Benzodiazepine Use and Harms Among Police Detainees in Australia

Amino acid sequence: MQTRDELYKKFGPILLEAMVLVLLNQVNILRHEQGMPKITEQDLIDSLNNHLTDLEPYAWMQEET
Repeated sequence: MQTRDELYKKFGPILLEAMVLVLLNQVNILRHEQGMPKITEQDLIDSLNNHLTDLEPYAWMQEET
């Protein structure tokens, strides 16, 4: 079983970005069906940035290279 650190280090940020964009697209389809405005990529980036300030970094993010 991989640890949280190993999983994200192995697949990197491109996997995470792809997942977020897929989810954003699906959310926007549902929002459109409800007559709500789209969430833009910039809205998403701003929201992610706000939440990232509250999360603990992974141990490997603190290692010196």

This paper investigates self-reported prevalence, patterns and potential harms of benzodiazepine use in a sample of adult police detainees, using data from the Drug Use Monitoring in Australia (DUMA) program for the period 1999 to 2005. Of the sample, 15% had used illegal benzodiazepines in the previous 12 months, and around 13% had used prescribed benzodiazepines in the previous fortnight. The extent of self-reported benzodiazepine dependence was much lower than that for heroin, and similar to that for amphetamines. There is evidence of use of benzodiazepines in conjunction with other drugs, particularly heroin and amphetamines, which indicates a greater risk of harms, notably heroin overdose. Although these are preliminary findings only, they point to the value of further analysis to reveal more complex patterns of behaviour and use. For the relatively small number of people in contact with the criminal justice system whose only illegal drug use is of benzodiazepines, the results suggest the need to ensure that they have access to the treatment and other interventions available to the much larger group who use and are dependent on multiple drugs, notably heroin and amphetamines.
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